As for universities’ role, she thinks “the foundation of the US model” as a hugely successful innovation state lies partly in the “interface between universities and big public problems” in public labs such as Nasa’s Jet Propulsion Laboratory, run by the California Institute of Technology. “I feel that bit is just completely missing in the UK innovation system,” Mazzucato says.
One huge policy challenge is to translate innovation into “good jobs” for a broad spectrum of society – not just those with degrees from the most prestigious universities or based in already affluent places. But Mission Economy is focused on changing perceptions about the role of government, without offering too much on how to spread the benefits of innovation equitably across different kinds of people and places. It’s a crucial question with no easy answers, Mazzucato observes. But, broadly, she thinks one key step would be to “create less of a division between the welfare state and the innovation state”.
“If you look at the northern regions” in England, she continues, “they have lots of public services and public service workers” and could be “hotbeds” for unifying the welfare and innovation states. She has a “dream” to work with the Manchester United footballer and food poverty campaigner Marcus Rashford on school meals that are sustainable in their production and distribution. That sort of approach could be replicated “with all public services: public transport, public education, public health”, she thinks.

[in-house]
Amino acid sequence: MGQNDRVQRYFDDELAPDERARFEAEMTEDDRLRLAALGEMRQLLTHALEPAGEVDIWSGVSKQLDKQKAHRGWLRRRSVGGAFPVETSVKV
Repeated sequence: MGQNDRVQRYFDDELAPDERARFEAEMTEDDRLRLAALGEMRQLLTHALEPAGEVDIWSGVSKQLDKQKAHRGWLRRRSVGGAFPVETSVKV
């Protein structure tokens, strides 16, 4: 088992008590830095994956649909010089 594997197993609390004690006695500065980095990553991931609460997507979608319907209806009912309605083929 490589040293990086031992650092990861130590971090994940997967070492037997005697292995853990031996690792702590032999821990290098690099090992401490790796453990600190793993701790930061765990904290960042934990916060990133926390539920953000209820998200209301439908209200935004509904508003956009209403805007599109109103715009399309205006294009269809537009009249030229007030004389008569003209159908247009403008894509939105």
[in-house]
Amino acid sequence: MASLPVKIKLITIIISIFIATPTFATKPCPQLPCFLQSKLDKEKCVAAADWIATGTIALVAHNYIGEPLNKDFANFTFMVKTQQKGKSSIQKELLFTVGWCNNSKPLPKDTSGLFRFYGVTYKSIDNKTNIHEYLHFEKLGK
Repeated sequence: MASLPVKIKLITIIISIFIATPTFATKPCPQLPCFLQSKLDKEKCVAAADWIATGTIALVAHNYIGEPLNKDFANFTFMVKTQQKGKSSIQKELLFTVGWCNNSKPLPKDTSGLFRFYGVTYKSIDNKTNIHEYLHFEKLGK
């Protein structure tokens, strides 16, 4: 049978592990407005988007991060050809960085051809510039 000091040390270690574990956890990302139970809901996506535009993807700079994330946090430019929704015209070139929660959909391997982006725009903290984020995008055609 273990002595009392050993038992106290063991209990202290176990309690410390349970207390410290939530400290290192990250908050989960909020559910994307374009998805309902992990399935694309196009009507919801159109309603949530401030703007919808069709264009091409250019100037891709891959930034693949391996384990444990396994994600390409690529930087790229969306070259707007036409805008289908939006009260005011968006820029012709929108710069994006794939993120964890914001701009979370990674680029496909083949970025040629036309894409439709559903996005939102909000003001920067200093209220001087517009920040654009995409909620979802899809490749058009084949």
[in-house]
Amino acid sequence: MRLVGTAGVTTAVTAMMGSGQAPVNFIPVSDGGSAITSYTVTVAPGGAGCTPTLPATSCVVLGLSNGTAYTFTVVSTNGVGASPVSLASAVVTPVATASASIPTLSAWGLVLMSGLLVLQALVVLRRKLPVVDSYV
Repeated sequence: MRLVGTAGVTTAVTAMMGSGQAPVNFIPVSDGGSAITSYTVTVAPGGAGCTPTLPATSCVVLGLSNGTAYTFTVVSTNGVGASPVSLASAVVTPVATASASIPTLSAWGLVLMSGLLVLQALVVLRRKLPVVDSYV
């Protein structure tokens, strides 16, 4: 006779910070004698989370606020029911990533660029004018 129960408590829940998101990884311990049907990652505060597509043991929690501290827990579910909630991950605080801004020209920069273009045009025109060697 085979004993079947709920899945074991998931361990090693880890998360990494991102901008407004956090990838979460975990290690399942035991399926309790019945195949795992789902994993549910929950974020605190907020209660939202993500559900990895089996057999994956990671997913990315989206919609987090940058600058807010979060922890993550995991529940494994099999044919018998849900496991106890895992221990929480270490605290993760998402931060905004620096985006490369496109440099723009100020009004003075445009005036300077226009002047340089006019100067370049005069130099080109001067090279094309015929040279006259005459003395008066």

Until then, there’s a battle to be won in terms of changing minds about the role of government. Yet perhaps there’s fruitful ground even in the UK. The pandemic has seen new ideas about becoming “self-sufficient” in innovation (partly driven by fears about reliance on equipment made by China’s Huawei for building the 5G network) in the ascendant within the Conservative Party, and a “particular emphasis…on industrial strategy and innovation”, according to one recent account in The Times. Maybe that means dusting off the neglected industrial strategy from 2017.
Mazzucato finds it “amazing…how the ideology is so strong in many people’s heads that as soon as you talk about reviving and rethinking the state it’s: ‘Oh, she’s talking about the 1970s.’” Such critics should “drop their ideology” and “listen to what I’m saying. It’s not about random projects and putting all your money in one thing. It’s actually about having a portfolio approach.”
Many have tried to turn the page on the Reagan-Thatcher era of government. But coming during the pandemic, at a time when voters see a much greater role for governments in protecting them and helping them live better lives, Mazzucato’s book might be better timed for the political mood than most.
Mariana Mazzucato’s Mission Economy: A Moonshot Guide to Changing Capitalism was recently published by Allen Lane.